Dr. Ducci and her colleagues suggest that the effect of MAOA on the hippocampus, a brain region which is involved in the processing of emotional experience, may underlie the interaction between MAOA and childhood trauma. They note that previous research showed that people with the low activity variant at the MAOA-LPR locus have hyperactivation of the hippocampus when retrieving negative emotional information.
Study relating to materials testing Detecting damages in non-magnetic steel through magnetism
23.07.2018 | Technische Universität Kaiserslautern
Innovative genetic tests for children with developmental disorders and epilepsy
11.07.2018 | Christian-Albrechts-Universität zu Kiel
Scientists at the University of California, Los Angeles present new research on a curious cosmic phenomenon known as "whistlers" -- very low frequency packets...
Scientists develop first tool to use machine learning methods to compute flow around interactively designable 3D objects. Tool will be presented at this year’s prestigious SIGGRAPH conference.
When engineers or designers want to test the aerodynamic properties of the newly designed shape of a car, airplane, or other object, they would normally model...
Researchers from TU Graz and their industry partners have unveiled a world first: the prototype of a robot-controlled, high-speed combined charging system (CCS) for electric vehicles that enables series charging of cars in various parking positions.
Global demand for electric vehicles is forecast to rise sharply: by 2025, the number of new vehicle registrations is expected to reach 25 million per year....
Proteins must be folded correctly to fulfill their molecular functions in cells. Molecular assistants called chaperones help proteins exploit their inbuilt folding potential and reach the correct three-dimensional structure. Researchers at the Max Planck Institute of Biochemistry (MPIB) have demonstrated that actin, the most abundant protein in higher developed cells, does not have the inbuilt potential to fold and instead requires special assistance to fold into its active state. The chaperone TRiC uses a previously undescribed mechanism to perform actin folding. The study was recently published in the journal Cell.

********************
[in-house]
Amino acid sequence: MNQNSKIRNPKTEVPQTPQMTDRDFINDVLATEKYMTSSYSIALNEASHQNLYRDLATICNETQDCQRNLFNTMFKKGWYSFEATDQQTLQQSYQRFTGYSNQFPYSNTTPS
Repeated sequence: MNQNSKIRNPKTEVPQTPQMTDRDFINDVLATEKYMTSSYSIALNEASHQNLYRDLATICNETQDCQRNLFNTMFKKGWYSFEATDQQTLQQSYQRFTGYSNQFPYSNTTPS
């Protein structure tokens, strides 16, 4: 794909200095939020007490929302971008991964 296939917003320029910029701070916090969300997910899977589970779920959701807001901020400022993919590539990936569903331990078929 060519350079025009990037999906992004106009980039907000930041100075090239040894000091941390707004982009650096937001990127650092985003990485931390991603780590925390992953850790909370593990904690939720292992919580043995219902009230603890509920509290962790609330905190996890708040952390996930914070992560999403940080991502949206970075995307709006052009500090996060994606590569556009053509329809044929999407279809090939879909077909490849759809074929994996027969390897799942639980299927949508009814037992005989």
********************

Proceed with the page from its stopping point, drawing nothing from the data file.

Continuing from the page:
Actin is the most abundant protein in highly developed cells and has diverse functions in processes like cell stabilization, cell division and muscle...
Scientists have discovered that the electrical resistance of a copper-oxide compound depends on the magnetic field in a very unusual way -- a finding that could help direct the search for materials that can perfectly conduct electricity at room temperatur
What happens when really powerful magnets--capable of producing magnetic fields nearly two million times stronger than Earth's--are applied to materials that...
08.08.2018 | Event News
27.07.2018 | Event News
25.07.2018 | Event News
15.08.2018 | Physics and Astronomy
15.08.2018 | Earth Sciences
15.08.2018 | Physics and Astronomy